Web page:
Lori Hickey

Yesterday, French custom officials in Marseille took the man suspected of killing threeJewish museum shooting fo 011 individuals in last week’s shooting at the Jewish Museum in Belgium into custody. The suspect, reported to be 29-year-old Mehdi Nemmouche from Roubaix, was arrested for possessing firearms, including an AK-47 and handgun. He also had a baseball cap, similar to the one worn at the time of the incident, and allegedly a flash drive with a video of him holding the AK-47 and claiming responsibility for the museum attack.

Key Points

• There are conflicting reports as to whether Nemmouche was found due to intelligence information or as part of a regular customs check. If the latter is true, it reinforces the benefits of proper and thorough screening measures.


• Nemmouche is already being compared to Mohamed Merah, a French gunman with a criminal and radical background who murdered soldiers and Jewish civilians two years ago in Toulouse and Montauban before he was killed in a police siege who had a criminal background.


• Reportedly, Nemmouche did not dispose of his firearms after the attack, indicating he may have had intentions to utilize them again at a later point.

 

MSA's Research and Intelligence Analysis (RIA) Group has been monitoring this situation closely and has identified the following implications:


Although Nemmouche’s motive is still under investigation, there is a strong likelihood that last week’s attack may be one more example of the increasing threat to western targets from foreign fighters returning home from Syria. Authorities suspect Nemmouche went to Syria last year to join Islamist groups in the fight against President Bashar al-Assad. Prior to that trip, he apparently spent a couple of years in jail for armed robbery. Both parts of his background could be significant to his suspected radicalization.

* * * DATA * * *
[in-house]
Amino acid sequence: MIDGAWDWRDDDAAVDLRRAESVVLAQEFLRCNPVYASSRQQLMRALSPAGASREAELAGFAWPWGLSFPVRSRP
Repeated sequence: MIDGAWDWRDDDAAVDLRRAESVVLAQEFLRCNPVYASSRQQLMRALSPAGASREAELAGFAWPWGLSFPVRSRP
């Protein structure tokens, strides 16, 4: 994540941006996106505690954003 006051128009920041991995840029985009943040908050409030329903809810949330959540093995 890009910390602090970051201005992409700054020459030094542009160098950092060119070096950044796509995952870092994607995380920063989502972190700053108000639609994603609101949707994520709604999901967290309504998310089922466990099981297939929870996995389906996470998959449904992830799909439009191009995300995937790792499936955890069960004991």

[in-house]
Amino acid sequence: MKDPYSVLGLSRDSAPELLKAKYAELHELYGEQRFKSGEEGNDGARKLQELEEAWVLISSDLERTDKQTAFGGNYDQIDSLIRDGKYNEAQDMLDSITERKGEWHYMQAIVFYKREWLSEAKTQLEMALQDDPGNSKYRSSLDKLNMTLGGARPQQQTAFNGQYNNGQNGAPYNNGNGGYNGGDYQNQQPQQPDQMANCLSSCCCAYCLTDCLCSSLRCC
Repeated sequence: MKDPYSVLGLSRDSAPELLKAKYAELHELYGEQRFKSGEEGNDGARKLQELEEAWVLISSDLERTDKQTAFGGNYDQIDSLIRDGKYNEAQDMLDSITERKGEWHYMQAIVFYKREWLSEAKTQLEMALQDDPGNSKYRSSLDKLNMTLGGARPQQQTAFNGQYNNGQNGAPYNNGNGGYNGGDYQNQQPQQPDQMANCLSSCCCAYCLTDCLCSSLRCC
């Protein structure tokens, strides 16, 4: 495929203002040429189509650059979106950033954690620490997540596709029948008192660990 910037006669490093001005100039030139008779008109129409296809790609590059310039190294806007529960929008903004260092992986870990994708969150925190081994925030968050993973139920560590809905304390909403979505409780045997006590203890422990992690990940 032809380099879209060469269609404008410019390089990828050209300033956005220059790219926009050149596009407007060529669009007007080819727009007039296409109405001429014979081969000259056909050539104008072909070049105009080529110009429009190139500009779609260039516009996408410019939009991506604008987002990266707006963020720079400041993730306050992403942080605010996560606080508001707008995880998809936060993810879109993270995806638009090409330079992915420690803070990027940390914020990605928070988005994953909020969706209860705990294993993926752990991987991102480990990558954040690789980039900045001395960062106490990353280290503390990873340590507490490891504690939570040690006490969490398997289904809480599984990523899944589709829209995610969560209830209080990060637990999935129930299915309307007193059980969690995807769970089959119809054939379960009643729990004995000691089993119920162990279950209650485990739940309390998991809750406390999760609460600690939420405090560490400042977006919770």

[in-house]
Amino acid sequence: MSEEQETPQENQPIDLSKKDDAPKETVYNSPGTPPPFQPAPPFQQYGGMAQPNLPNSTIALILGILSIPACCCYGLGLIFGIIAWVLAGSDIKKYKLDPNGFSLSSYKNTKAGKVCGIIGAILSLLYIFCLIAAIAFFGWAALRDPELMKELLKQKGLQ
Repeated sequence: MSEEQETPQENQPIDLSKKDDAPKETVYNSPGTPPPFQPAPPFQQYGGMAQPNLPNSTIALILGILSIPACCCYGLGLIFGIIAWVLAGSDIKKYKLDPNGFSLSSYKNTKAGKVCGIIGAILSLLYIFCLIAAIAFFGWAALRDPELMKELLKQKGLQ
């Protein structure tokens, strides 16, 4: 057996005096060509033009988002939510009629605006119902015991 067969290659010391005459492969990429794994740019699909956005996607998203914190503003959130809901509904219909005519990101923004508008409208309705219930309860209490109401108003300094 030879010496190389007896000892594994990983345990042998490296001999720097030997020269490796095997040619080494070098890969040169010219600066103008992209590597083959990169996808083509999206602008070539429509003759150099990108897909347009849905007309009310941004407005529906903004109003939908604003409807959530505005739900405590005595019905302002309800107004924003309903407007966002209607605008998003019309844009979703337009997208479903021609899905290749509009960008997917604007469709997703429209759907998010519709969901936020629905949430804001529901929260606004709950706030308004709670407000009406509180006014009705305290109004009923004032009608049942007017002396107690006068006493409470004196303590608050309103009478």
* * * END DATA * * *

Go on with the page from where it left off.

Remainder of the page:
Earlier this week, supposedly for the first time, an American citizen reportedly carried out a suicide bombing in Syria on behalf of the al-Qaeda linked terrorist organization, al-Nusra Front. Both the U.S. and Europe are facing heightened risk, and as a result, expected to increase their tracking and mitigation efforts. Additionally, security professionals should remain mindful of the evolving tradecraft being utilized in the Syrian conflict, as the Syrian front is providing a breeding and training opportunity for potential jihadists to conduct attacks that maximize casualties.

 

MSA Security's Research and Intelligence Analysis Group provides real-time intelligence on events and worldwide threats as they evolve.

 

 

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(image credit: theguardian)

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